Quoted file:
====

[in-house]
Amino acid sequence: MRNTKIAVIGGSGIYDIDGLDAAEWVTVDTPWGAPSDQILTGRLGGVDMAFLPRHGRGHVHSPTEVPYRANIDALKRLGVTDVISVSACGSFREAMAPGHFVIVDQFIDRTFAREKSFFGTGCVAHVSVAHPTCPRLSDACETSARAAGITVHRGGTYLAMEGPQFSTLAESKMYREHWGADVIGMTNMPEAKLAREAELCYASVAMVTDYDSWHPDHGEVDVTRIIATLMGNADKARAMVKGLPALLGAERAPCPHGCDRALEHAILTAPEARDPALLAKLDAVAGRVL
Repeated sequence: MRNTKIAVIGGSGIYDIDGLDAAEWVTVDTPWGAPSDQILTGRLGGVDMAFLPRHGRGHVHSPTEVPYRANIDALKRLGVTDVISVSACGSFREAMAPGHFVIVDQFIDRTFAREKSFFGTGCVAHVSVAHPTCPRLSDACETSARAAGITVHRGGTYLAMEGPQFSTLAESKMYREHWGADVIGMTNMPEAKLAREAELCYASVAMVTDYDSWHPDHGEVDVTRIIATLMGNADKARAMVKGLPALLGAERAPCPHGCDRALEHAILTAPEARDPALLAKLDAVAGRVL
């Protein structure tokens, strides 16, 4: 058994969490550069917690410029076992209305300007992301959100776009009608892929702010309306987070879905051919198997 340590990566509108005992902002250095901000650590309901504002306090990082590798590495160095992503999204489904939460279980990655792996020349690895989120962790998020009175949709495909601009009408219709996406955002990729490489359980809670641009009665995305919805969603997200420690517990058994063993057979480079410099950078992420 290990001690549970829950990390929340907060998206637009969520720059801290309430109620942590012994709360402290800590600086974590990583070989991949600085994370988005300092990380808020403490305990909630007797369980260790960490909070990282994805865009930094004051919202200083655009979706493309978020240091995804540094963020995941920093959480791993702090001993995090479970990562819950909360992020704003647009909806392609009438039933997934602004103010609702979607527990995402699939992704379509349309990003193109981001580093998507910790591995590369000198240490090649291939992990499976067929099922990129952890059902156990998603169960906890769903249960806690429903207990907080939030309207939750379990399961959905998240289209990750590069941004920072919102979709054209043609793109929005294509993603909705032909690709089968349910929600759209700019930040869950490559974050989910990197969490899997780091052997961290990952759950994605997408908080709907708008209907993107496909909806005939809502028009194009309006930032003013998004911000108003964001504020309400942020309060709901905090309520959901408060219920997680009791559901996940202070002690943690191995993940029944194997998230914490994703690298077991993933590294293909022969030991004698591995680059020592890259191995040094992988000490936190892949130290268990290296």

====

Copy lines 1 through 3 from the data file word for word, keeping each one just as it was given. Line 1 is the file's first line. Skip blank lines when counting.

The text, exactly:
[in-house]
Amino acid sequence: MRNTKIAVIGGSGIYDIDGLDAAEWVTVDTPWGAPSDQILTGRLGGVDMAFLPRHGRGHVHSPTEVPYRANIDALKRLGVTDVISVSACGSFREAMAPGHFVIVDQFIDRTFAREKSFFGTGCVAHVSVAHPTCPRLSDACETSARAAGITVHRGGTYLAMEGPQFSTLAESKMYREHWGADVIGMTNMPEAKLAREAELCYASVAMVTDYDSWHPDHGEVDVTRIIATLMGNADKARAMVKGLPALLGAERAPCPHGCDRALEHAILTAPEARDPALLAKLDAVAGRVL
Repeated sequence: MRNTKIAVIGGSGIYDIDGLDAAEWVTVDTPWGAPSDQILTGRLGGVDMAFLPRHGRGHVHSPTEVPYRANIDALKRLGVTDVISVSACGSFREAMAPGHFVIVDQFIDRTFAREKSFFGTGCVAHVSVAHPTCPRLSDACETSARAAGITVHRGGTYLAMEGPQFSTLAESKMYREHWGADVIGMTNMPEAKLAREAELCYASVAMVTDYDSWHPDHGEVDVTRIIATLMGNADKARAMVKGLPALLGAERAPCPHGCDRALEHAILTAPEARDPALLAKLDAVAGRVL